Jason Burkhardt

EvaluATE Blog Editor

Jason is currently a project manager at the Evaluation Center at Western Michigan University. He is also a PhD student in the Interdisciplinary PhD in evaluation program. He enjoys music, art, and the finer things in life.

Blog: Reflections on the 2014 ATE PI Conference

Posted on November 6, 2014 by , , in Blog
Creative Commons License This work is licensed under a Creative Commons Attribution-NonCommercial-NoDerivatives 4.0 International License.

Well, the 2014 ATE PI conference has come and gone. First, let us say thank you to AACC for again hosting a wonderful conference. It was great to meet and share ideas with such an amazing group of professionals. We truly look forward to this conference every year. This blog entry contains the EvaluATE team’s reflections on our personal highlights from this year’s conference and hopes for next year.


Robots! Guitars! Technology in action! My biggest highlight was getting to see the variety of work that is being done within the ATE program. It can be easy in our day-to-day work to forget how important the work of the ATE program is, but we are truly at the forefront of technological education in the United States. I also enjoy getting to see people that I know from within the program. I hope that next year continues to see even more new amazing tech bits!


For me, the highlight of the conference was when ATE Program Co-Lead David Campbell quoted EvaluATE’s Emma Perk to a room of 100+ people: “The most important purpose of evaluation is not to prove, but to improve.” She shared this quotation from Daniel Stufflebeam in her portion of the Getting Started workshop the day before. (View Emma and Jason’s Getting Started slides). At next year’s conference, I hope there will be more presentations in the research and evaluation conference track. Participants in the preconference workshop on evaluation appreciated hearing about real-world evaluations and practical tips from seasoned ATE evaluators.  We need more of this at every ATE PI conference! (Check out the workshop slides by Candiya Mann, Amy Nisselle, and Bruce Nash).


This year was my first time attending the ATE PI conference. The showcase sessions were the highlight of the conference for me. I really enjoyed interacting with the different PIs and staff from all the projects and centers. It was great to learn more about the ATE community and how we can expand on what we offer to them as a resource center. EvaluATE’s showcase booth was situated between ATE Central and Mentor-Connect, so we were able to reinforce our great relationship with them and refer people to their useful resources. My hope for next year is to do an evaluation session or roundtable, focusing on identifying the needs of the ATE community.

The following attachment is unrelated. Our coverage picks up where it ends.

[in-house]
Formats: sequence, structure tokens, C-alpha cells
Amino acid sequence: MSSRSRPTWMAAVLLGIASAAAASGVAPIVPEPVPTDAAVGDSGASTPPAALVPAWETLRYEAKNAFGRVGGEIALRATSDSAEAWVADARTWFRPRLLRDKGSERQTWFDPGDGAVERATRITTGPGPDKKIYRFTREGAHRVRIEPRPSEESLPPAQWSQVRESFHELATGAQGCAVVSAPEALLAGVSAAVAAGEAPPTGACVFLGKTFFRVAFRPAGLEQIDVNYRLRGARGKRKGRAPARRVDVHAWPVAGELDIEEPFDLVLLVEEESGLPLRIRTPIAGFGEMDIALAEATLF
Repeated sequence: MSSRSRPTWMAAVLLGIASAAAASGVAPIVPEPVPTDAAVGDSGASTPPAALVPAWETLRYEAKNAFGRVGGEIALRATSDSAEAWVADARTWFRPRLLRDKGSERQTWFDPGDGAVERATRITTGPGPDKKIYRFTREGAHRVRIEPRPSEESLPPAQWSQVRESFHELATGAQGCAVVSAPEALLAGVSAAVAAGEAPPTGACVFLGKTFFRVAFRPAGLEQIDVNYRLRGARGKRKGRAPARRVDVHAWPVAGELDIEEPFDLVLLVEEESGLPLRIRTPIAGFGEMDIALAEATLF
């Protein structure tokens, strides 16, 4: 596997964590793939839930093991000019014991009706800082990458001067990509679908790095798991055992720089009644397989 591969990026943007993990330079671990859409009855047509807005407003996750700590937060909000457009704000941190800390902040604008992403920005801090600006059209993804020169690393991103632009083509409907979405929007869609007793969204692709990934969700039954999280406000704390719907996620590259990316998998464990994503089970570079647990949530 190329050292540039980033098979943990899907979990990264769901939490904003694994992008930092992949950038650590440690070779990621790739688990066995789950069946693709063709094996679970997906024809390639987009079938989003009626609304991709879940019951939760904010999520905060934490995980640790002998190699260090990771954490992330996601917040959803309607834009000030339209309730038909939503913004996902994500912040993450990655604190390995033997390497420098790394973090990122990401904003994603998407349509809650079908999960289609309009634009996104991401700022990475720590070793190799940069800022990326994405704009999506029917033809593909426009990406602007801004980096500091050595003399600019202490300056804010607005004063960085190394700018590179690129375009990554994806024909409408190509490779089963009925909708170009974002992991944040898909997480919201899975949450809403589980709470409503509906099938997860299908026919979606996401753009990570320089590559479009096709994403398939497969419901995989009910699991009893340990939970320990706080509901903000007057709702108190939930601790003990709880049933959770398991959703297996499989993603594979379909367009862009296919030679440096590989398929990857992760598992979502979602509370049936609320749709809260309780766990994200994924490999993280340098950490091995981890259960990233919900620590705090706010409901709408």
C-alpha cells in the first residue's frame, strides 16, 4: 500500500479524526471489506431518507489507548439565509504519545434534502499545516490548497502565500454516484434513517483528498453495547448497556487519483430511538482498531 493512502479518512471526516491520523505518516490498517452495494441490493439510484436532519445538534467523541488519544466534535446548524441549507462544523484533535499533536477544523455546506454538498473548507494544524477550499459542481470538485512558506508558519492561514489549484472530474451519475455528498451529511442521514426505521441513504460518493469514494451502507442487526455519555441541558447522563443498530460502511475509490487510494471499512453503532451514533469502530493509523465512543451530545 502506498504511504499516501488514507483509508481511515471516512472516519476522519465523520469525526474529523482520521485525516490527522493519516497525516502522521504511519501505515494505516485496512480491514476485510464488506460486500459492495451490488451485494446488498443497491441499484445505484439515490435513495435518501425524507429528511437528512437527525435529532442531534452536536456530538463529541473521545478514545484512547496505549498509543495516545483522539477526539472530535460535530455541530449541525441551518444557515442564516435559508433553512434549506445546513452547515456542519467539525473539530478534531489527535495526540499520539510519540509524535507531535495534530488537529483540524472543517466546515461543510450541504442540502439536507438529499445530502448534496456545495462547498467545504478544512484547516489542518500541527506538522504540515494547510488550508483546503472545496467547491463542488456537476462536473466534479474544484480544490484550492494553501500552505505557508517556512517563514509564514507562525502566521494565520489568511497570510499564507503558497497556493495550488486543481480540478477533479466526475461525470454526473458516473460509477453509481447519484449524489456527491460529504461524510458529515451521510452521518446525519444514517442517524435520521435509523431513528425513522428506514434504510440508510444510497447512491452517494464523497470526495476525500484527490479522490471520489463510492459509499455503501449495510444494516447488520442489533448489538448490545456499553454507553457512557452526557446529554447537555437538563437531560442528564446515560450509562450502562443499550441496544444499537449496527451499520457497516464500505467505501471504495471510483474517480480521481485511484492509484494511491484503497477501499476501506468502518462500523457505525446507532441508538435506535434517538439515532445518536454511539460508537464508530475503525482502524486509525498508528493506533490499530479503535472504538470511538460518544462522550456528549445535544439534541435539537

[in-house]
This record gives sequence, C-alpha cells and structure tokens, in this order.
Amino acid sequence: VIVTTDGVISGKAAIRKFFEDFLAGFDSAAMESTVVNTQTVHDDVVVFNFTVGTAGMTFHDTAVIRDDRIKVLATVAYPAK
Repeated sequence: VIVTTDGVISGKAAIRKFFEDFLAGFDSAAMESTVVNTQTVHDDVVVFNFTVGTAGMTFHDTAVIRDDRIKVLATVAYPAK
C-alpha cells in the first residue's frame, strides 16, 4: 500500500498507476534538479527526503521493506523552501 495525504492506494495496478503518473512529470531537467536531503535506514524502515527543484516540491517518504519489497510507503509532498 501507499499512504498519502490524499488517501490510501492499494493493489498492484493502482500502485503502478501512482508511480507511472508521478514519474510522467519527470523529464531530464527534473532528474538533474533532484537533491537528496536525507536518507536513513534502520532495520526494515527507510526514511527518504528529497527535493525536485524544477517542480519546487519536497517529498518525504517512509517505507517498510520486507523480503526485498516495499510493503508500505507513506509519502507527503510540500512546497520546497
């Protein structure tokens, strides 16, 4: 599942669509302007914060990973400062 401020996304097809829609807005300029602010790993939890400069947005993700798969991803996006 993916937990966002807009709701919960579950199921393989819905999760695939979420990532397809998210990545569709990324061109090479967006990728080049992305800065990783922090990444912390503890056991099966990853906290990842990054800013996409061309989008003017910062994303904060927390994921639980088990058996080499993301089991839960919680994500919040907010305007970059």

Unfortunately I was unable to be at the ATE conference this year. I missed the opportunity to put faces to names. As the annual survey coordinator, I communicate with many of you over the course of the year, so it’s nice to meet some of you face-to-face at the conference. I enjoy being able to talk in person with individuals about the ATE annual survey, to hear concerns, listen to suggestions, and talk data. If you didn’t see the latest reports based on the 2014 survey—like our data snapshots on the representation of women and underrepresented minorities in ATE—check them out here: https://www.evalu-ate.org/annual_survey/


We look forward to seeing you all at the conference next year! For more highlights from this year’s conference, including pictures please visit our

Newsletter: Everyday Evaluation

Posted on October 1, 2014 by , , in Newsletter - ()

At EvaluATE, evaluation is a shared responsibility. We have a wonderful external evaluator, Dr. Lana Rucks, with whom we meet a few times a year in person and talk to on the phone about every other month. Dr. Rucks is responsible for determining our center’s mid- and long-term impact on the individuals who engage with us and on the ATE projects they influence. We supplement her external evaluation with surveys of workshop and webinar participants to obtain their immediate feedback on our activities. In addition, we carefully track the extent to which we are reaching our intended audiences. But for our team, evaluation is not just about the formal activities related to data collection and analysis. It’s how we do our work on a daily basis. Here are some examples:

  • Everyone gives and gets constructive criticism. Every presentation, webinar, newsletter article, or other product we create gets reviewed by the whole team. This improves our final products, whether it means catching embarrassing typos, completely revamping a presentation to improve its relevance, or going back to the drawing board. We all have thick skins and understand that criticism is not personal; it’s essential to high-quality work.